But let's turn the inquiry around and consider Ely's assumptions about life-tenured federal judges. Their insulation from political accountability has hardly delivered an Elyan federal judiciary. While it is true that federal judges do not have to consider the possibility of losing re-election, being recalled, or seeing voters enact a ballot measure to reverse controversial decisions, there is nevertheless no evidence that unelected federal judges have been enthusiastic representation-reinforcers. Needless to say, the fact that there are somewhat more citations to Ely in federal than state court opinions is a far cry from any track record of systematic judicial protection of disadvantaged minorities. Indeed, on some accounts, the Supreme Court in recent years has inverted Elyan principles by according judicial protections to those already advantaged in the democratic sphere, while denying such solicitude to groups traditionally recognized as disadvantaged in the political process. (19)

Why did Ely's vision not materialize in the federal courts? There are surely many explanations, some of which implicate big-picture questions about courts and constitutionalism that are beyond the scope of this article. For purposes of my topic, I want to emphasize two in particular. First, the institutional ideas that shape Ely's principles are thin and illusory. Federal judges, on his view, can and will stand apart from the biases that infect the political process and be both able and willing to correct for them. Just about everything in that assertion has not borne out: federal judges do not magically occupy a separate sphere free of the biases that plague the political process; federal judges have not shown much willingness to try to play this role; the capacity of federal judges to do so, at least on Ely's terms, is dubious; and sometimes, the political process operates more favorably to disadvantaged minorities than does the judicial process. (20)

The questionable capacity of federal judges to practice Elyism leads to a second major problem: Ely's claim that judges could implement his principles without making controversial substantive judgments has always been an Achilles heel for the model. In an early and influential book review of Democracy and Distrust, Larry Tribe persuasively challenged the assertedly procedural nature of the principles. (21) It was always the case, and remains so, that Ely's model cannot be operationalized without making contestable substantive judgments about whom to protect and when, what counts as a political malfunction, what the underlying theory of democracy ought to be, and so on. (22)

The question I would like to explore is how state courts might fit into this picture. I will not argue that turning to state courts and state constitutions could or would solve these fundamental problems with Ely's theory. My claim is decidedly not that a change of venue will rescue Elyism in its original form. By the same token, it is tempting, but not necessarily correct, to write off the possibility that state courts could deploy some meaningful version of representation-reinforcing principles, if only in desultory ways. What falls within the category of representation-reinforcement in state courts, I will suggest, is less elaborate and less self-conscious than the principles outlined in Ely's theory. It is not likely that state court judges are setting out to deploy Elyan theory. But they are, in some circumstances, taking meaningful actions that protect groups that have a plain lack of political clout. My proposition is this: if we abstract out from Ely the idea that courts can take meaningful steps to overcome the systematic political disadvantages of certain groups, there are reasons to believe that some state courts and some state constitutions can be, and on occasion have been, usefully harnessed in service of that task, notwithstanding that most state judges are elected. I should underscore the focus on "some" courts because "state courts" are no monolith. State courts applying state constitutions are heterogeneous methodologically, ideologically, in terms of the constitutional text they apply, and otherwise. That variability is reflected in the Elyan state court activity I will describe.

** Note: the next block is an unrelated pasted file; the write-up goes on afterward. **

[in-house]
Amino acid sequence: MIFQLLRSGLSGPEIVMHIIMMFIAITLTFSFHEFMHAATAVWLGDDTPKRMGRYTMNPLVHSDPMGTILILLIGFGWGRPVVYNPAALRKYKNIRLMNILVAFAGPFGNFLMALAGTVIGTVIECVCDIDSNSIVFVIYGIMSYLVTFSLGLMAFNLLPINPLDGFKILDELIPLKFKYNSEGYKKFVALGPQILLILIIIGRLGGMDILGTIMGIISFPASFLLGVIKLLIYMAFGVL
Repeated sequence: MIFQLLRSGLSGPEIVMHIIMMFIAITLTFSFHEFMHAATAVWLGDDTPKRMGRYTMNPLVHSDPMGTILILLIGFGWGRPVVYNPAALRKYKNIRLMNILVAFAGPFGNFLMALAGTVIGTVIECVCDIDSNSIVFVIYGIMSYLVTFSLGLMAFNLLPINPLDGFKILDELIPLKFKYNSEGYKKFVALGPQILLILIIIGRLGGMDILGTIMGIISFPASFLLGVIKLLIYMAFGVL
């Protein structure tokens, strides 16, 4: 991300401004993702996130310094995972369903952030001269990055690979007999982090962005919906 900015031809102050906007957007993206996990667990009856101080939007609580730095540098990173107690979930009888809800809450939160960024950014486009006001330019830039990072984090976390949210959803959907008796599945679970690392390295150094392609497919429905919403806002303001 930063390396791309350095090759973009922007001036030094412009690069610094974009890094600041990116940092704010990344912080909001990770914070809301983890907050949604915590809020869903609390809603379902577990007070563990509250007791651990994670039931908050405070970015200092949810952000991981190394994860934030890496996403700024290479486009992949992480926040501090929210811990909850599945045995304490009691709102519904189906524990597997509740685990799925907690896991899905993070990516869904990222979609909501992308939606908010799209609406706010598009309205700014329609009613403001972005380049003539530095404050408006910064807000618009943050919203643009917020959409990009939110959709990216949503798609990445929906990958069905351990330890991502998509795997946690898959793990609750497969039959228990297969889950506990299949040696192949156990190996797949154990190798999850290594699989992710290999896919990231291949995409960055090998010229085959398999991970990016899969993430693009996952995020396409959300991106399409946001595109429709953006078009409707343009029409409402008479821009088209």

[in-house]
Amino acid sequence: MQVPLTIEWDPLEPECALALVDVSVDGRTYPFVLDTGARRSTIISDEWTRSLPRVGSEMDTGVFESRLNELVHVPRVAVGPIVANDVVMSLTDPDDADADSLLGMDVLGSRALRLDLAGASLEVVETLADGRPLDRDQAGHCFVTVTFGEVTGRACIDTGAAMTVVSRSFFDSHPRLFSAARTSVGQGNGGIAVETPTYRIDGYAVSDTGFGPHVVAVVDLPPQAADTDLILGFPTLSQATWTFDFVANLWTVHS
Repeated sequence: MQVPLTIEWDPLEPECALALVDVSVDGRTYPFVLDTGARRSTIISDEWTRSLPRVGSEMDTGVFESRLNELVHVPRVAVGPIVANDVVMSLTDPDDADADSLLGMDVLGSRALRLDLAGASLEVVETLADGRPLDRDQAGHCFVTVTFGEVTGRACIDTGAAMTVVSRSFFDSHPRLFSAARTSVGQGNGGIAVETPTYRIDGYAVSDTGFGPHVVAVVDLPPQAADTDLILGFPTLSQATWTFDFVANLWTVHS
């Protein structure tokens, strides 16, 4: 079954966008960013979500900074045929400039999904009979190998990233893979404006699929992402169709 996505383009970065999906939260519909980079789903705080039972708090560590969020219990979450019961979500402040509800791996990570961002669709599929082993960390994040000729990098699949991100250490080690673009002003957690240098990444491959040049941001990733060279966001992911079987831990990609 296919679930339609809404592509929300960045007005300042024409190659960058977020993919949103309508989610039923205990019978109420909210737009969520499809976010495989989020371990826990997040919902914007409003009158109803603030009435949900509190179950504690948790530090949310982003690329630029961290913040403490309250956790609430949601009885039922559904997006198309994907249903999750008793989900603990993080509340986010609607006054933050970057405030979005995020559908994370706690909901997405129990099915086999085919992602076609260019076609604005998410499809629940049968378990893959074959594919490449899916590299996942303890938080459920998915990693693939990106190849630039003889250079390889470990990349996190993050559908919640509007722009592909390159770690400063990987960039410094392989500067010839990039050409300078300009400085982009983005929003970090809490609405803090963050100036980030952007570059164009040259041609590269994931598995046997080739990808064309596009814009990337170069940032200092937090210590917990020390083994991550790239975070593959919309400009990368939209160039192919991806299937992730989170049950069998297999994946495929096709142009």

I will consider three bodies of state constitutional law or other judicial activity on the part of some state courts that can be seen in the register of representation-reinforcement: (1) early state court decisions on the road to Obergefell and marriage equality; (2) state educational finance decisions; and (3) recent activity by state courts in the area of fines, fees, and bail. I will suggest that these episodes point toward some conceptual insights about Ely's theory. Most centrally, the examples show the possibility of some version of representation-reinforcement, but it is a version with marked differences from Ely's original model.

One obvious difference is the fact that most state judges are subject to some mechanism of political...